That makes it challenging to increase the difficulty level of the schedule, something that Dambrot has endeavored to do in each of his seasons.
“That’s a natural progression,” he said. “I felt like our schedule last year was better than the year before. We didn’t any high-majors in it, but we were kind of victims of Pitt a little bit. We didn’t have them. We thought we were gonna have them.”
Instead, Dambrot has looked to improve his schedule any other way that he can.
“I think Cal Baptist is underrated,” he said. “Their numbers aren’t great but they’re going to be a good team. We think we’re going to get Furman on a neutral site, who is a really good team. We think we’re going to get East Tennessee State. It’s hard. It’s hard to get people to play.”
Unfortunately, there doesn’t seem be a way to short-circuit that process. The only way to become a more-desirable opponent is to consistently win at a pace that belies the level of play, a route taken by teams like Dayton, Gonzaga and Wichita State.
“Winning elevates your profile,” Harper said. “Our NET numbers don’t lie. We were a top 100 NET team last year. We’re trending with all five starters coming back and our projected NET, we’re a heck of a non-conference game for somebody.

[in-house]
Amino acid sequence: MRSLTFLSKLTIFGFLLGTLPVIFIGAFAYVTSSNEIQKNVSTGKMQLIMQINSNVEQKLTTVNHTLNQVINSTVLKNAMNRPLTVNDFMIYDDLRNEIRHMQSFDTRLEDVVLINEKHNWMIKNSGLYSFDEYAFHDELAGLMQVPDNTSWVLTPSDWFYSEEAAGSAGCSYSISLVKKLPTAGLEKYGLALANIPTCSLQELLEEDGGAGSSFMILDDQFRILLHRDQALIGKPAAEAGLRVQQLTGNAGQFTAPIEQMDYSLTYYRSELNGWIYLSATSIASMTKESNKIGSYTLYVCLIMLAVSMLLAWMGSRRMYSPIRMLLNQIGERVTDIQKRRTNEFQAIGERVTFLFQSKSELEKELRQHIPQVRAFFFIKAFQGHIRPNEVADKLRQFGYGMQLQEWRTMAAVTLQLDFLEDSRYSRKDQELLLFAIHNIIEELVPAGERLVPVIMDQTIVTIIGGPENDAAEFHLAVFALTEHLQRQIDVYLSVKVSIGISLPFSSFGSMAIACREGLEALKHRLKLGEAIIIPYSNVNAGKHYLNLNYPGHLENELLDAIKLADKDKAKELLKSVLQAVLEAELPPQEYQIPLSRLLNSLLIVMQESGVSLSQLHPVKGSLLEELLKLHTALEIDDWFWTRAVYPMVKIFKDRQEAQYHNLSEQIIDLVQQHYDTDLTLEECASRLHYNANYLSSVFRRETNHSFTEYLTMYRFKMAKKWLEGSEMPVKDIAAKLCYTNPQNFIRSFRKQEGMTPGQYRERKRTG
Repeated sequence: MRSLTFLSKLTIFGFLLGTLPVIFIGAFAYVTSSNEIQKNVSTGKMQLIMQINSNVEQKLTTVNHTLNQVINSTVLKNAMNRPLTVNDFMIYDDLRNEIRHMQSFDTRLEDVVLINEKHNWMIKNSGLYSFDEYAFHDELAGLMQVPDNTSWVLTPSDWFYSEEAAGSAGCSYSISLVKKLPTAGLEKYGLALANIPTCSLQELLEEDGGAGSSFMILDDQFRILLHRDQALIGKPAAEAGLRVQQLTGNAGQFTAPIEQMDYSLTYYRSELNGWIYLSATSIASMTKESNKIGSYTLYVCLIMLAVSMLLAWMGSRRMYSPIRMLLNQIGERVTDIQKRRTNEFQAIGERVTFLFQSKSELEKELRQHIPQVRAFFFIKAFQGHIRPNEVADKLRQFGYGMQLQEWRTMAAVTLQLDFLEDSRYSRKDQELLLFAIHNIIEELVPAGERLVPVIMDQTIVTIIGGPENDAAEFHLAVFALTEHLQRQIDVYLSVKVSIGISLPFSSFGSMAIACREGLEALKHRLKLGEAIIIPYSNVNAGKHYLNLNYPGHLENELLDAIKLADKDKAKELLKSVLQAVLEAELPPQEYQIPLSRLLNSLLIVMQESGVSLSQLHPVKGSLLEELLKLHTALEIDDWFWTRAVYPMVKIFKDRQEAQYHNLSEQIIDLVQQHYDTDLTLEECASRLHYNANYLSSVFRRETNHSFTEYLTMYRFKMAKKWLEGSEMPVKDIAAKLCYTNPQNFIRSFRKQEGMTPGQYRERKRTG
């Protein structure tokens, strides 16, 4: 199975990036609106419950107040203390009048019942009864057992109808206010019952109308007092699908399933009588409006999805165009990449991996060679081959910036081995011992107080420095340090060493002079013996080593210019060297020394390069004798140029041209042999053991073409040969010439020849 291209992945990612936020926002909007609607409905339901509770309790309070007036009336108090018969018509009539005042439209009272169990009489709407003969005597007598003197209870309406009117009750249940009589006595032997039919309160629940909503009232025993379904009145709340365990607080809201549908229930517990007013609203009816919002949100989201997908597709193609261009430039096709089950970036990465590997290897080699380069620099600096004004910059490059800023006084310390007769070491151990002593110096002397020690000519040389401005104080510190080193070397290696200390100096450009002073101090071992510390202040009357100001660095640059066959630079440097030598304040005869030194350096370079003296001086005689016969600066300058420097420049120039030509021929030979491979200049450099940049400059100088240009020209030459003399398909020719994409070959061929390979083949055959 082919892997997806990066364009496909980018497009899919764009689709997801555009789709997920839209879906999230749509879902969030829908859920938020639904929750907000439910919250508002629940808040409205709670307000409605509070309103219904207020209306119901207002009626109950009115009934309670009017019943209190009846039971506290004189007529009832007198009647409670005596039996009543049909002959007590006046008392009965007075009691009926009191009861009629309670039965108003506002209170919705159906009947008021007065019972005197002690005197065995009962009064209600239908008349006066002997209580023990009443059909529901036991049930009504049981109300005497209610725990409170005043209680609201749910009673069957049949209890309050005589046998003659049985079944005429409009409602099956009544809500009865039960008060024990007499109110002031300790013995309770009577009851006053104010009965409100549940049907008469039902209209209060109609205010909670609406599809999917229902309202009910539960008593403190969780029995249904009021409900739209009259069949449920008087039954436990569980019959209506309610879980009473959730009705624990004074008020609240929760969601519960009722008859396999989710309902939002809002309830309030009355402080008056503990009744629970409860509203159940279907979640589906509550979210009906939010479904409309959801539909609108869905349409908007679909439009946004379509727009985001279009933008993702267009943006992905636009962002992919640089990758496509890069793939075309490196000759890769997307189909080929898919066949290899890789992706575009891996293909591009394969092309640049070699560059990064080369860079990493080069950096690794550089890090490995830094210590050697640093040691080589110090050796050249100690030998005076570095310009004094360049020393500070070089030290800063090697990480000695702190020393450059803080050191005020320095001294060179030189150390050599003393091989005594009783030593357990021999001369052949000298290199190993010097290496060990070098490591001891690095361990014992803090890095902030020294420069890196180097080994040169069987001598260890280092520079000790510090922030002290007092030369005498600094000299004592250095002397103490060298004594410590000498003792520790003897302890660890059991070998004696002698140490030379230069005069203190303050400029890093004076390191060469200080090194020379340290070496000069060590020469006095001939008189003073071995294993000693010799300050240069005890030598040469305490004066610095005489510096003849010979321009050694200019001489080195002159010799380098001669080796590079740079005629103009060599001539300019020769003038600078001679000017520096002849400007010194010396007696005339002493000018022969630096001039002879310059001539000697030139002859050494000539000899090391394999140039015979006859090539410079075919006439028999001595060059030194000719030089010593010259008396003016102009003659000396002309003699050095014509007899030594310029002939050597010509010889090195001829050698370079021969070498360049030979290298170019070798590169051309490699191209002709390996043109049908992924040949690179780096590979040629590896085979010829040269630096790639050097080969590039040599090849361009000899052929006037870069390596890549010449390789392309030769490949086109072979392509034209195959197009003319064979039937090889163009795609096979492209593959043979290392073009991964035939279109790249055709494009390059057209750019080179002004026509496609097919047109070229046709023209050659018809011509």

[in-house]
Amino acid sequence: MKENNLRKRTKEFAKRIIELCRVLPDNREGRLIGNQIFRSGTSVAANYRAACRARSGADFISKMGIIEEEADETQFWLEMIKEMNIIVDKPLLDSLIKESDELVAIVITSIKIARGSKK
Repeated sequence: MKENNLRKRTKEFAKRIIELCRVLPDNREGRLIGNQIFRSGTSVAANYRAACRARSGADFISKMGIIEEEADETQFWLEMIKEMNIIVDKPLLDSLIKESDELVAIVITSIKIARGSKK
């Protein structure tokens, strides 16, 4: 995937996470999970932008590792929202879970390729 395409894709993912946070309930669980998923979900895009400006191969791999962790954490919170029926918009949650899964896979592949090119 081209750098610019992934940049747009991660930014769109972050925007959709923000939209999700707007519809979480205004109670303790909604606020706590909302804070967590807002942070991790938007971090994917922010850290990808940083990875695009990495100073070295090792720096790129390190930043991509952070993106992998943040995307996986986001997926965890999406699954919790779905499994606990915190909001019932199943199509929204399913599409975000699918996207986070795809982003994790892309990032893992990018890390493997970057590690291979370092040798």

“But our cachet is not there yet. So for someone, and especially coaches that are trying to manage and get their program where they want to go and have their program plans fulfil themselves or they may be on the hot seat, a loss at home to Duquesne doesn’t help them.”
Ironically, the biggest impediment to that winning in the near future might be the lack of a home court.
“Not many people have had success out of their building. You look at Robert Morris, it was hard on them, too,” Dambrot said, referencing the two seasons the Colonials spent without a home floor from 2017-19. “The year they got back in their building, they made the NCAA Tournament. … You can ask Andy [Toole] if it’s easy. It’s not.”
Duquesne fans have waited a long time to see their club once again return to prominence. That might be possible this season, but for the entire package to come together, it’s going to require some more patience.